Calculate and Interpret the Times Interest Earned Ratio

By Stock Research Pro • June 6th, 2009

The Times Interest Earned Ratio is used to measure a company’s ability to meet interest payments on its debt. Also referred to as the “interest coverage” or fixed-charge coverage”, the ratio provides an indication to lenders and investors as to whether the company is likely to run into any financial trouble. A high ratio means that the company’s earnings significantly exceed its interest obligations, so it continues to be able to meet these obligations. A low ratio puts the company’s ability to meet its debt obligations in question and can forewarn of the possibility of bankruptcy.

What are Leverage Ratios?

A leverage ratio refers to any of the financial ratios that are used to provide an indication of a company’s ability to meet its financial obligations. While there are several different leverage ratios, the best known is the debt-to-equity ratio. In general, financial leverage ratios are used to analyze the relationships between debt, equity, assets, and interest expense.

To Use the Times Interest Earned Ratio Calculator Below

(1) Go to Yahoo! Finance and enter the stock symbol in the Get Quotes window. On the lower left-hand side, click on Income Statement under Financials.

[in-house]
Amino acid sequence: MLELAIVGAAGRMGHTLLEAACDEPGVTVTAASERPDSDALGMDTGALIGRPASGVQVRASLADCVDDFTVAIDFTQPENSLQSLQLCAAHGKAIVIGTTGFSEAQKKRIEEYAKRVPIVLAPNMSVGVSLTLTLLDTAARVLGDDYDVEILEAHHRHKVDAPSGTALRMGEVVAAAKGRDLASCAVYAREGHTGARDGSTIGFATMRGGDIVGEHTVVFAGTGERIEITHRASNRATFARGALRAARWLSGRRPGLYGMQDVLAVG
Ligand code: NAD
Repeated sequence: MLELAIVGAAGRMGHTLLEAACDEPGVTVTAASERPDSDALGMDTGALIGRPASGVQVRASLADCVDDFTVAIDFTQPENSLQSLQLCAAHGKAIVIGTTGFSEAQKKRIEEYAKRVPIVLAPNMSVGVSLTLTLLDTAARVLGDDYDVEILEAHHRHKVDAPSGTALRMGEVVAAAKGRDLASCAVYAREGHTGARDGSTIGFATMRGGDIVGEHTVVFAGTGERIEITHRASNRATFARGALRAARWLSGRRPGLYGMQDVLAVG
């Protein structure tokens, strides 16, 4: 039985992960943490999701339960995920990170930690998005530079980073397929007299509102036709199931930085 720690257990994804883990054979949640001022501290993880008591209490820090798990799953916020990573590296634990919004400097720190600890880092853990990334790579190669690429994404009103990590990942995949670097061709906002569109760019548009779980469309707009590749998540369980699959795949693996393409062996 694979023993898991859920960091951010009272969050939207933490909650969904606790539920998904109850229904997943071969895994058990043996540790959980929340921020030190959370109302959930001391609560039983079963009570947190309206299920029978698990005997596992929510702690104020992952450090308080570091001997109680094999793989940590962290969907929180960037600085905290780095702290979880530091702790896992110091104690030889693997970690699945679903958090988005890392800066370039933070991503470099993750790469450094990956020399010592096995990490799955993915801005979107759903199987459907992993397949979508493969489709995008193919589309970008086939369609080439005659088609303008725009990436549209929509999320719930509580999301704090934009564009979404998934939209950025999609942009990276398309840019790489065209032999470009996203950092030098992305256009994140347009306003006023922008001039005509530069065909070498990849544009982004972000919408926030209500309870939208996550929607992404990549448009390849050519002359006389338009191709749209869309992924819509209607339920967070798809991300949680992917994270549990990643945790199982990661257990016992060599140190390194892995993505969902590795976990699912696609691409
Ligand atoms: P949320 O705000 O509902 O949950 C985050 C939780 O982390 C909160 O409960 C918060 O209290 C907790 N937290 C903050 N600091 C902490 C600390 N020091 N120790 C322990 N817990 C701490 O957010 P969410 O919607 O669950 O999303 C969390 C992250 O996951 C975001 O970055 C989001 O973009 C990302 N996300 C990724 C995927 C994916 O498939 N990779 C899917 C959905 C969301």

Calculate and Interpret the Time Interest Earned Ratio

The formula for the times interest earned ratio can be written as:

Times Interest Earned Ratio = (Net Income + Interest Expense + Income Tax Expense)
/ Interest Expense

As a general rule, when a company’s times interest earned ratio is 1.5 or lower, its ability to meet interest expenses should be questioned. If the ratio falls below 1, the company is not producing earnings to cover its interest expenses. Additionally, creditors and investors will explore the trend the ratio is demonstrating to develop an understanding of the firms ability to meet its interest obligations over time. The general rule is that the more volatile the company’s earnings, the higher the times interest earned ratio should be.


The above information is educational and should not be interpreted as financial advice. For advice that is specific to your circumstances, you should consult a financial or tax advisor.

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